Objective: Depression affects one in four adults with type 2 diabetes (T2DM) and is associated with worsened diabetes complications, increased health care costs and early mortality. Rural and low-income urban areas, including the Appalachian region, represent an epicenter of the T2DM epidemic. Program ACTIVE II is a comparative effectiveness treatment trial designed to test whether a combination of cognitive behavioral therapy (CBT) and community-based exercise (EXER) will offer greater improvements in diabetes and depression outcomes compared to individual treatment approaches and usual care (UC). The secondary aims are to assess changes in cardiovascular risk factors across groups and to conduct a cost-effectiveness analysis of predicted incidence of cardiovascular complications across groups.
Methods: The study is a 2-by-2 factorial randomized controlled trial consisting of 4 treatment groups: CBT alone, EXER alone, combination of CBT and EXER, and UC. Adults with T2DM for > 1 year and who meet DSM-IVTR criteria for Major Depressive Disorder (MDD) are eligible to participate at two rural Appalachian sites (southeastern Ohio and West Virginia) and one urban site (Indianapolis). This type II behavioral translation study uses a community-engaged research (CEnR) approach by incorporating community fitness centers and mental health practices as interventionists.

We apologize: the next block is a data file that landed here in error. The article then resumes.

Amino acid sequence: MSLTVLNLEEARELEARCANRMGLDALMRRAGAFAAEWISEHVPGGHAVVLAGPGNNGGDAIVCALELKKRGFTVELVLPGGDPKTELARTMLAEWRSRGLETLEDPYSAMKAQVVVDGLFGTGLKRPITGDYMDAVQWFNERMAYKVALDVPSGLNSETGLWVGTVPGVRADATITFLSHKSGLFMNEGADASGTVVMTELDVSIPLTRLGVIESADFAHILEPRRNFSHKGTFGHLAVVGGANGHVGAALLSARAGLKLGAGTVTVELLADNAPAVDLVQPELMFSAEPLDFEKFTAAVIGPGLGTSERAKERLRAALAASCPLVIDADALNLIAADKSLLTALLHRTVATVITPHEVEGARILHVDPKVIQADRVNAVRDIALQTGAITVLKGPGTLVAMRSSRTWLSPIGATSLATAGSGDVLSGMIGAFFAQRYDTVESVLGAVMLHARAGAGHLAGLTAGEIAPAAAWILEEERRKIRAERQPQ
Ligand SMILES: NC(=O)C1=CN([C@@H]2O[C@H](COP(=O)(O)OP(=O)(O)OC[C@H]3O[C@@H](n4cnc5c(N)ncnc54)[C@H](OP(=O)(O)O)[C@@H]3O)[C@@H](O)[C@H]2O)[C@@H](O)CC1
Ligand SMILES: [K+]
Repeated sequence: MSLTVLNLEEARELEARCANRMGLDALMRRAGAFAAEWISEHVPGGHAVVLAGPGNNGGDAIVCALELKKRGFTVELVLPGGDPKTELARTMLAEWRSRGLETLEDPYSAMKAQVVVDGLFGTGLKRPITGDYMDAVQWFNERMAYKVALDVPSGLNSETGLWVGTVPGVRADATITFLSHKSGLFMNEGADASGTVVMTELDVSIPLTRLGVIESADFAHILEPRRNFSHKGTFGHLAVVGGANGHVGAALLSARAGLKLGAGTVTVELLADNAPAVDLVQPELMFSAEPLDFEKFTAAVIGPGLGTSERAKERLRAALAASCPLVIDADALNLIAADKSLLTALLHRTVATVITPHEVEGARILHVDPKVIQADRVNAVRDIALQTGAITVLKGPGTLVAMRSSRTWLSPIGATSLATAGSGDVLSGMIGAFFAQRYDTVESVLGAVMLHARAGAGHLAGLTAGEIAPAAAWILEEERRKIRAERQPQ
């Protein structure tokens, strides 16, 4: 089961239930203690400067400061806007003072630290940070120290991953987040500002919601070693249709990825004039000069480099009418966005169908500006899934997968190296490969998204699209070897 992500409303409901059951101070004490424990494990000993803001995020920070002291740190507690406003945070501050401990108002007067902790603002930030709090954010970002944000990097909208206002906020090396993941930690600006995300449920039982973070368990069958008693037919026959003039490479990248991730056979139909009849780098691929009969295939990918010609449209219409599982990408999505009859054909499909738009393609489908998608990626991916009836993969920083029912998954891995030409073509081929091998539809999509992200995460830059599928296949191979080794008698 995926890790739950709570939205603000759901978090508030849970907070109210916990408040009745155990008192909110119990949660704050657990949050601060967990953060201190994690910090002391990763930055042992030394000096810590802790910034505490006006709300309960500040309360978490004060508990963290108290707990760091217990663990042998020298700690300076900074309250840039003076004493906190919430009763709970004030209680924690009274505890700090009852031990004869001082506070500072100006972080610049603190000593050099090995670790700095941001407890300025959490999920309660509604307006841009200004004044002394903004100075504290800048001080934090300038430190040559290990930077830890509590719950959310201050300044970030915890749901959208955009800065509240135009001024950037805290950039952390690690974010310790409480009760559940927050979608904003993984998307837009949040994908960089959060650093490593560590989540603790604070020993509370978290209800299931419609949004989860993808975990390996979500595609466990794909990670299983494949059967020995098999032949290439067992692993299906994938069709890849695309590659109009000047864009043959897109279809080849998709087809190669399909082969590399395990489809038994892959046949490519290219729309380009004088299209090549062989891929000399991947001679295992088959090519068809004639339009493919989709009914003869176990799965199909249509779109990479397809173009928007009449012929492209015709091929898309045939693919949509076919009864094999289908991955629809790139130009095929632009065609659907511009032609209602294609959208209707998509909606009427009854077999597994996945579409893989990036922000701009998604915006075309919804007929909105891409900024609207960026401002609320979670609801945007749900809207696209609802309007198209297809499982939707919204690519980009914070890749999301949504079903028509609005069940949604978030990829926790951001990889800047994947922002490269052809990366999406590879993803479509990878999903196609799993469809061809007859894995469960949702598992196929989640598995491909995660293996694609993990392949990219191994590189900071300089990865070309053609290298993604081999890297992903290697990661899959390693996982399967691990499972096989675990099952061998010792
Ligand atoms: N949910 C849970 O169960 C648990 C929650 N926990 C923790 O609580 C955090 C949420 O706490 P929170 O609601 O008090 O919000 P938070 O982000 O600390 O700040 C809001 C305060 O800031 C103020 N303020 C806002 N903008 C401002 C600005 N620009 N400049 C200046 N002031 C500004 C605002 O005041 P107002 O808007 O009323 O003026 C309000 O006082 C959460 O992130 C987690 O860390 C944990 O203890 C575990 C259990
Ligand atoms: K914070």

Conclusions: This is the first study to evaluate the comparative effectiveness of combined CBT and exercise in the treatment of depression using community-based intervention delivery. This approach may serve as a national model for expanding depression treatment for patients with T2DM.